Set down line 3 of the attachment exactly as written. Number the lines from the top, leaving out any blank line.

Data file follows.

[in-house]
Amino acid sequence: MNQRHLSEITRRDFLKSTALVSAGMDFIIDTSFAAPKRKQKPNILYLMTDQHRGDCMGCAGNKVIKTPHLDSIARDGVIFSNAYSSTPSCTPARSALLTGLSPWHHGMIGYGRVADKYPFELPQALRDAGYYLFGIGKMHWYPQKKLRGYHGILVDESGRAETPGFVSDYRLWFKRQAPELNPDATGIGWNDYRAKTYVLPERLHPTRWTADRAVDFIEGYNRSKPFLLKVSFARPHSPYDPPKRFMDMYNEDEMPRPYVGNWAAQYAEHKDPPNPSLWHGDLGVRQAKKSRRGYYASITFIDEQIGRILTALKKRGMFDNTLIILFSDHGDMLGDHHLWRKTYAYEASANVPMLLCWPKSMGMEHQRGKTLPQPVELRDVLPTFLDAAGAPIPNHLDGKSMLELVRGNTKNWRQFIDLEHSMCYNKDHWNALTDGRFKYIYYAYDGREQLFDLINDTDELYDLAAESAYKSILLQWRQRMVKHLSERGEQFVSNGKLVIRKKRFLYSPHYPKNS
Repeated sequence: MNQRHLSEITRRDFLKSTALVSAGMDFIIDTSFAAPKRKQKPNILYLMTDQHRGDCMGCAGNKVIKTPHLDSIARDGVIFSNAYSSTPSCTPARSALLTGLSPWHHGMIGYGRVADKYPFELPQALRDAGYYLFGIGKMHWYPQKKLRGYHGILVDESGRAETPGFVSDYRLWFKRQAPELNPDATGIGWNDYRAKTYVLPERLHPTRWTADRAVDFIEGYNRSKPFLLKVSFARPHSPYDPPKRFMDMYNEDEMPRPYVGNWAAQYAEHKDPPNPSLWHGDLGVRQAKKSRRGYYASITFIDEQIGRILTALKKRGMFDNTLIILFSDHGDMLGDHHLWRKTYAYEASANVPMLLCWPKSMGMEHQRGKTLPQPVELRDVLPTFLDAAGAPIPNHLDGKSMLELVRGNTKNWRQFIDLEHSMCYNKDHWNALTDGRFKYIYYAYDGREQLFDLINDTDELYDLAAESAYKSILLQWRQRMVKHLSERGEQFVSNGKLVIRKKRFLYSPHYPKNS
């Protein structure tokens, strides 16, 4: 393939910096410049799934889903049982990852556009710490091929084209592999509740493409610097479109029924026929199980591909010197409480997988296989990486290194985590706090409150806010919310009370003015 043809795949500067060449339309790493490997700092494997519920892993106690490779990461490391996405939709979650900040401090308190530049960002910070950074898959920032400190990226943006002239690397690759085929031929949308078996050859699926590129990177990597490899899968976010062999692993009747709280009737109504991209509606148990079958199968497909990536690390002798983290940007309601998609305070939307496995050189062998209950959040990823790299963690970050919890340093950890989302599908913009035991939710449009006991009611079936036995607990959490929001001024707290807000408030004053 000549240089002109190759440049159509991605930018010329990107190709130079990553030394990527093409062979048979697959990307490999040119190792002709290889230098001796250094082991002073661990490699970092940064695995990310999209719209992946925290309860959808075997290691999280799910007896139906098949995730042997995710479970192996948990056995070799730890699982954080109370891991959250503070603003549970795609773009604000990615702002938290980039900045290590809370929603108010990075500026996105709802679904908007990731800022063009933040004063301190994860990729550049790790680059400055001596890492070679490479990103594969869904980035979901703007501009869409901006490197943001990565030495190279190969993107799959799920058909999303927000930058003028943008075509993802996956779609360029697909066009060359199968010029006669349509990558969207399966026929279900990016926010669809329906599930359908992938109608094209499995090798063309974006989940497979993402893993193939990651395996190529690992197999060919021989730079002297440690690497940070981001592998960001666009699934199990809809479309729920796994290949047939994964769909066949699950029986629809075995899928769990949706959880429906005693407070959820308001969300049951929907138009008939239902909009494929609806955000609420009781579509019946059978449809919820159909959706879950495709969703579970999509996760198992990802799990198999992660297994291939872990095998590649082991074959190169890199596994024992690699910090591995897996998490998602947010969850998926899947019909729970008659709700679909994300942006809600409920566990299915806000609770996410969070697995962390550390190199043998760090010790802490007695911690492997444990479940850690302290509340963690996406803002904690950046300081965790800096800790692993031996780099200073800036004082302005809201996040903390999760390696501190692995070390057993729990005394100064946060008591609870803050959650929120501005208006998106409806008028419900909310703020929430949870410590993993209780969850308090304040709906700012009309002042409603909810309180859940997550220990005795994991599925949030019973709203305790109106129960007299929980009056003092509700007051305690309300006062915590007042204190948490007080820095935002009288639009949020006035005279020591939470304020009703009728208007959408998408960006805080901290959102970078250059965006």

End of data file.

Repeated sequence: MNQRHLSEITRRDFLKSTALVSAGMDFIIDTSFAAPKRKQKPNILYLMTDQHRGDCMGCAGNKVIKTPHLDSIARDGVIFSNAYSSTPSCTPARSALLTGLSPWHHGMIGYGRVADKYPFELPQALRDAGYYLFGIGKMHWYPQKKLRGYHGILVDESGRAETPGFVSDYRLWFKRQAPELNPDATGIGWNDYRAKTYVLPERLHPTRWTADRAVDFIEGYNRSKPFLLKVSFARPHSPYDPPKRFMDMYNEDEMPRPYVGNWAAQYAEHKDPPNPSLWHGDLGVRQAKKSRRGYYASITFIDEQIGRILTALKKRGMFDNTLIILFSDHGDMLGDHHLWRKTYAYEASANVPMLLCWPKSMGMEHQRGKTLPQPVELRDVLPTFLDAAGAPIPNHLDGKSMLELVRGNTKNWRQFIDLEHSMCYNKDHWNALTDGRFKYIYYAYDGREQLFDLINDTDELYDLAAESAYKSILLQWRQRMVKHLSERGEQFVSNGKLVIRKKRFLYSPHYPKNS